After weeks of intense lobbying on Capitol Hill gun control advocates suffered a stinging defeat this week…in part because of opposition from Wyoming’s two Republican senators. Matt Laslo reports from Washington.
MATT LASLO: After the amendment to put in place near universal background checks failed… families from Newton, Connecticut huddled together…hugging each other as tears streamed down their faces. Erica Lafferty’s mom is Dawn Hochsprung (Hock-sprung) - the principal who was gunned down protecting her students at Sandy Hook Elementary School.
ERICA LAFFERTY: “Next time there’s a mass shooting it’s going to be on their hands. It will be on their hands, absolutely.”
LASLO: Those hands Lafferty is talking about include Wyoming’s two senators who helped the G-O-P defeat all of the amendments to tighten the nation’s gun laws. From the anger in her voice you wouldn’t know that the Newtown families met with many Republicans in the wake of the massacre, including with Wyoming Senator John Barrasso.
JOHN BARRASSO: “It would break anyone’s heart. The tragedy broke the hearts of the American people when we heard about it, and you want to find a solution so that our schools are safe, and our families and communities are safe, and things like this don’t ever happen again.”
LASLO: While Barrasso says he grieved with the families, he also says he just couldn’t agree with their pleas for action.
BARRASSO: “I met with the families of so many of the victims of this horrible tragedy. And we all agree if you could wave a magic wand so that nothing like this ever happened again, we would all do that. I don’t think any of the legislation that’s being proposed here actually solves the underlying problem of violence in our society. All of us want safe kids, safe families, safe schools and I just don’t think this legislation does it.”
LASLO: Gun control advocates aren’t giving up though. Senate Majority Leader Harry Reid pulled the gun bill off the Senate floor in order to buy his party more time to gather votes. Gun control groups are now trying to flex their muscles by dumping money into congressional races nationwide. They want to show that they’re a force to be reckoned with just like the National Rifle Association, but Maryland Democratic Senator Ben Cardin says that’s not the case yet.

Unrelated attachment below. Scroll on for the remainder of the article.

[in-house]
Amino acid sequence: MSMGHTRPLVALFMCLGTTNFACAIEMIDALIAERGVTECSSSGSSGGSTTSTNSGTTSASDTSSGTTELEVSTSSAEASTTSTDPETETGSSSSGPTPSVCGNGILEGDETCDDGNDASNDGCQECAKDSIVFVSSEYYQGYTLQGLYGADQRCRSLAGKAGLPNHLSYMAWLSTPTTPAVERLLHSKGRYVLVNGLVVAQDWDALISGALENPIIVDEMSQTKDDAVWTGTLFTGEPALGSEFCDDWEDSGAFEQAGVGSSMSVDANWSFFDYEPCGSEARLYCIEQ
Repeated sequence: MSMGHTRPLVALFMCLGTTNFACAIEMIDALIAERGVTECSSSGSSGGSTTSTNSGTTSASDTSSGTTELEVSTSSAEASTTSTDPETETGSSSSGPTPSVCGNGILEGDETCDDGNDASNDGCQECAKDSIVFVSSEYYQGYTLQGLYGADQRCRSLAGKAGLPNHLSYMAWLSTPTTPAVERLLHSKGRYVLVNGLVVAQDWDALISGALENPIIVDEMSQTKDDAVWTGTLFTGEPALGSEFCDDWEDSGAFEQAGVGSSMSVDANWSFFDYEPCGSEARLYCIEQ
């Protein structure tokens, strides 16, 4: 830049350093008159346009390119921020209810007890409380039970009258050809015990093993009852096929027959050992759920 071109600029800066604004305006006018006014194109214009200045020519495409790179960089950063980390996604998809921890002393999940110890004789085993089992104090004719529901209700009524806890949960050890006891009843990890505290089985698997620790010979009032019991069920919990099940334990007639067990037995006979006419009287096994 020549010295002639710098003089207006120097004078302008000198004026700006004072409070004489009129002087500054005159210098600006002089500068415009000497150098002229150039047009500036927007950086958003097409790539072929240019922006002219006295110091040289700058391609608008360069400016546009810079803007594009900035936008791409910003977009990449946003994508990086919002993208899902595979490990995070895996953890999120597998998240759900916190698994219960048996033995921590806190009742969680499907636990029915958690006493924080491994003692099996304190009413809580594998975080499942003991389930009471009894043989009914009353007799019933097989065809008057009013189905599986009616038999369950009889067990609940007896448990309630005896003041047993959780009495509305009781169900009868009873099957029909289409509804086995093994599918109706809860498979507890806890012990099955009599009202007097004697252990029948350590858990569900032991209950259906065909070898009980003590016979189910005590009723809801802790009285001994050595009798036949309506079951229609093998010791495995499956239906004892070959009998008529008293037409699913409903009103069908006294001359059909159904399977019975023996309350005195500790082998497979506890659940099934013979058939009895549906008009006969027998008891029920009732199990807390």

BEN CARDIN: “The NRA decided to make this a cause. And when they say, look we’re going to threaten to put a primary challenge against you if you support the bill, people pay attention to what they say.”
LASLO: Wyoming’s lawmakers say it's not about the N-R-A. They say the proposals they voted on this week just didn’t make sense. Take the bipartisan amendment to require near universal background checks for gun purchases. Wyoming Senator Mike Enzi says requiring background checks at gun shows can keep law abiding citizens from getting firearms.
MIKE ENZI: “There are difficulties with the gun check. They are not immediate. There’s isn’t a computer that says this person isn’t in there so go ahead and sell the gun. And it can be a five day process, which for a three day gun show can be a problem. Or even a shorter one than that.”
LASLO: And Barrasso has other problems with the proposal.
BARRASSO: “In terms of the way, if a neighbor wanted to lend a hunting rifle to another neighbor the day before hunting season begins, can’t do it, without going to a licensed federal firearm dealer. Just to lend a gun to somebody who you may have known all your life.”
LASLO: Most Democrats disagree. Virginia Senator Tim Kaine was governor when a gunman killed thirty two students and wounded seventeen others at Virginia Tech…the deadliest school shooting in the nation’s history. Kaine ushered through reforms in the state that closed legal loopholes that allowed the shooter to buy hand guns even though he was mentally ill.
TIM KAINE: “The better the background check system, the safer you are. We just learned that. It’s an unequivocal and simple proposition and we have an opportunity to fix the background check system with respect to gun shows and online sales to enforce existing laws, and we should do it.”
LASLO: But Wyoming’s lawmakers say new gun laws aren’t the answer. Here’s a solution Enzi offered on the Senate floor.
ENZI: “One of the things we need are parents – parents to be more careful and more repetitive at telling their kids it’s not right to kill people. It’s not even right to bully them. And it’s definitely not right for them to kill themselves.”
LASLO: And Enzi says loopholes aren’t the problem.
ENZI: “The Senate should focus on making sure current laws are upheld. They’re not.”
LASLO: Enzi didn’t offer any amendment to increase the enforcement of current laws though. Instead he and Barrasso voted to block the Senate from even debating gun control and the Second Amendment.
For Wyoming Public Radio, I’m Matt Laslo in Washington.